Certain grape varieties, such as Cabernet Sauvignon, always elicit a smile from sommeliers, winemakers, and oenophiles. Its ability to produce some of the finest and long-lived red wines in the world is unquestionable. Loved and adored by millions, this noble red grape variety can scarcely put a foot wrong.
And then there’s red grape varieties like Carignan. Known as Cariñena and Mazuelo in its birthplace, the Iberian Peninsula, Carignan was once used in almost every red wine made in the South of France. Growers looking for a quick and easy buck marveled at the variety’s tolerance of heat, not to mention Carignan’s tendency to crop at inflated yields. Nevertheless, it was mostly regarded as a pedestrian, high-volume workhorse. That fact, and that fact alone, ensured that this often-maligned red grape was ubiquitous across the Languedoc-Roussillon.
However, fashion swung in the other direction towards the end of the 1990s, as producers focused on quality, not quantity. Generous EU grants encouraged growers to grub up their vines. At the same time, few people were interested in replanting the variety in the 21st century, instead focusing on trendier names like Grenache and Mourvedre. As a result, the total acreage declined by almost 50% over 15 years. For a time, it seemed like Carignan would fade into complete obscurity.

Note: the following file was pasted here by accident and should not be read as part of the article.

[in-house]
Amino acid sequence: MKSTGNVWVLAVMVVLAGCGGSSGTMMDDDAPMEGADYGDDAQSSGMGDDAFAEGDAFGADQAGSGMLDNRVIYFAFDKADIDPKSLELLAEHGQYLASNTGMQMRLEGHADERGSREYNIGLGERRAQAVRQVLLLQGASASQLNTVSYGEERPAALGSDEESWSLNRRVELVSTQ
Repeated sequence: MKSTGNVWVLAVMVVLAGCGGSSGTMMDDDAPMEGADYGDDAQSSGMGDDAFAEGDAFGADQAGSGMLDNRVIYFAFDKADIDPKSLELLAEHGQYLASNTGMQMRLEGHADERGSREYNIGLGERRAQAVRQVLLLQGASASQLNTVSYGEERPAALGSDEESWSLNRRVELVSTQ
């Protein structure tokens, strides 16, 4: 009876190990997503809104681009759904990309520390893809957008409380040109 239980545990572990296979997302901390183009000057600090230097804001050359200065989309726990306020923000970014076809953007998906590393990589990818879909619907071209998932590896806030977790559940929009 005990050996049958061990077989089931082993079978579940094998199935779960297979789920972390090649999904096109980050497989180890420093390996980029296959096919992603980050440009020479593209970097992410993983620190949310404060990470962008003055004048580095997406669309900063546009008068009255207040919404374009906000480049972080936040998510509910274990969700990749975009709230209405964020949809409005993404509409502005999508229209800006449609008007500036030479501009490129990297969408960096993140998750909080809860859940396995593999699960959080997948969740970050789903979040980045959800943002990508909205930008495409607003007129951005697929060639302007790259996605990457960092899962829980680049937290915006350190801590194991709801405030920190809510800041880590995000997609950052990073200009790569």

Yet winegrowers have kept the faith, taking a new approach to the grape. Many of the remaining vineyards in the South of France are planted with very old bush vines – open-minded winemakers have successfully exploited this. Centenarian plantings of Carignan, combined with a deft touch in the winery, can result in complex, structured, and concentrated red wine. More and more producers realize this, which can only help to augment the grape’s stubborn reputation for poor quality.